Bhakti, in Hinduism, teaches the path love and devotion as opposed to the path of knowledge, or jnana. Bhakti is the expression of love and adoration centered upon the Supreme Person rather than the Supreme Abstraction. It is a popular, folk, movement, traceable to the post-Vedic period, though it probably originated earlier among the pre-Vedic, pre-Aryan peoples of the Indus and elsewhere, and climaxing with a peak expression during the Middle Ages. Bhakti is manifested in the worship of various deities, the most popular being Vishnu, Shiva, and Shakti, all originally non-brahminical.
The bhakti movement was long opposed by the brahminis because it disregarded Vedic rituals, ignored caste differences (many of the bhakti saints and leaders were of the lower castes), and stressed devotion over knowledge. Calm speculation about the all-pervading Brahman was eschewed in favor of the mystical exuberance.
But, when the bhakti movement gained popularity, it quickly attracted large numbers of Brahmins. The Bhagavad Gita is the first expression of bhakti, with its concentration on the adoration of Vishnu, who appears in the work in the person of Krishna. Over the centuries this movement became powerful in South India among the Alvars, and thus throughout the entire country, developing not only Vaishnavite but also Shivite and Shakti forms. Partially the movement grew when being carried by wandering holy men through the means of song and music and the recitation of the great texts. Bhakti essentially became the religion of the masses of India, for it enables the individual to approach the Divine directly and to become a part of his all-encompassing love.
Tiru-Mular, a Shaivite poet of the Middle Ages sang: “The ignorant say love and God are different; None know that Love and God are the same. When the know that Love and God are the same; They rest in God’s Love.” More formal but obscure bhakti texts can state: “The nature of bhakti is absolute love for Him,” and “Bhakti is supreme attachment for the Lord.” The bhakti poet Nammalvar sang: “My Lord, though endless pains afflict me, I will not cease to look for thy mercy.”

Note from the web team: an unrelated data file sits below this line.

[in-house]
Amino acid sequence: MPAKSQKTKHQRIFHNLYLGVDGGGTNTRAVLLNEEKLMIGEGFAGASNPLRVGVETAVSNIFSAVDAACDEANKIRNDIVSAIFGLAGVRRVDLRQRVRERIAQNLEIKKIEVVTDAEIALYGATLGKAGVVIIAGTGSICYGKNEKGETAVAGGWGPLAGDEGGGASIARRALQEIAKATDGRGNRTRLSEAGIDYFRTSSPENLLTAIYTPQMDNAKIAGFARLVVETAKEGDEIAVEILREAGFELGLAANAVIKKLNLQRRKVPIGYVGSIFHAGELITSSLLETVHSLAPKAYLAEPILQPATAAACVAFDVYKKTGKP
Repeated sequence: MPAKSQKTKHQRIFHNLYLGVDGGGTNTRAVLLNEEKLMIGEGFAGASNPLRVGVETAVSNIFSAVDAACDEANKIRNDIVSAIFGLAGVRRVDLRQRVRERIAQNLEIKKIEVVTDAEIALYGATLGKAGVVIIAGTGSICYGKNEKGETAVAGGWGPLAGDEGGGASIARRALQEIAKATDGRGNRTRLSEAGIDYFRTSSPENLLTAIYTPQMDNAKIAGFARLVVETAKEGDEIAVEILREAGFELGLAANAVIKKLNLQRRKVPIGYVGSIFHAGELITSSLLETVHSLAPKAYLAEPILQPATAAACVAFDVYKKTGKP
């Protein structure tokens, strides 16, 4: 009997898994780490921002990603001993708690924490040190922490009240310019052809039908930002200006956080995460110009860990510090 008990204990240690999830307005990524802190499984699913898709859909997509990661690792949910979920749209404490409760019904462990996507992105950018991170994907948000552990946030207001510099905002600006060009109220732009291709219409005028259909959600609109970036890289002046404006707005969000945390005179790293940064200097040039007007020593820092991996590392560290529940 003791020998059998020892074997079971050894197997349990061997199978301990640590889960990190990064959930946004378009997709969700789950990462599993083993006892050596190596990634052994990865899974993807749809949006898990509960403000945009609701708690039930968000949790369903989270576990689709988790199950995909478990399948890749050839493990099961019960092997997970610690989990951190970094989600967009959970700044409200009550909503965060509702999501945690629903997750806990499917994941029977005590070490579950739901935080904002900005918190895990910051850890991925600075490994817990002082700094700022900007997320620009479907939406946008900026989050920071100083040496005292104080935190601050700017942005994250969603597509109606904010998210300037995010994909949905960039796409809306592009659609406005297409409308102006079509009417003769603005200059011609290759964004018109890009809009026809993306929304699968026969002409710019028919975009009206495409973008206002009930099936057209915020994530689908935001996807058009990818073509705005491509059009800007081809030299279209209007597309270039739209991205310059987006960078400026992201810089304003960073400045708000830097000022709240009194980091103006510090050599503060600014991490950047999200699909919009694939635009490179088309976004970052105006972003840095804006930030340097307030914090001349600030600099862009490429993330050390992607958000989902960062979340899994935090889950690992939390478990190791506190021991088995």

One of the major themes of bhakti is that of avatar, God manifesting himself on earth in some form (even animal as well as human) in order to benefit humankind in time of troubles; Krishna is the supreme example of an avatar, but avatars are endless and beyond count.
The other equally important text besides the Bhagavad Gita in presenting bhakti beliefs is the Bhagavata Purana. According to tradition its authorship is assigned to Marharshi Veda Vyasa who also is credited with the Gita, but internal and external evidence dates the Purana as being composed around the ninth or tenth century AD. The Purana, in summary, is a synthesis of many themes of various schools of bhakti, but also contains many legends, folk stories, discourses, theological and philosophical views, and scraps of unconscious anthropology and sociology centering around hundreds of avatars, saints, heroes, gods, and holy people. It has been a fertile source for many Indian films. And, there are many more works of literature, music, and art that bespeak of bhakti. Special reference may be given to Alvars, Kabir, and Mira Bai.
Besides challenging brahminical institutions, bhakti also sharply differs with some Hindu basic beliefs, especially that of karma. This bhakti belief of karma differs with the ordinary karmic conception of working off, or eliminating, good or evil karma that the individual has developed, or earned, in previous lives. In the bhakti concept, karma is set aside; the devotee expects the Lord will return Love for love and to ignore the predestined course of karma. The question as to whether the Lord will abide by the ironclad law of karma, or bestow his grace by removing it from the bhakti has fallen into the hand of the priestly castes, without resolution. Bhakti, like so many other aspects of the Hindu religion and life, has been categorized ad infinitum, and such categories seem to multiply within them as they are examined. But, the masses seem to ignore such scholasticism. A.G.H.
Rice, Edward, Eastern Definitions: A Short Encyclopedia of Religions of the Orient, New York, Doubleday, 1978, 57-58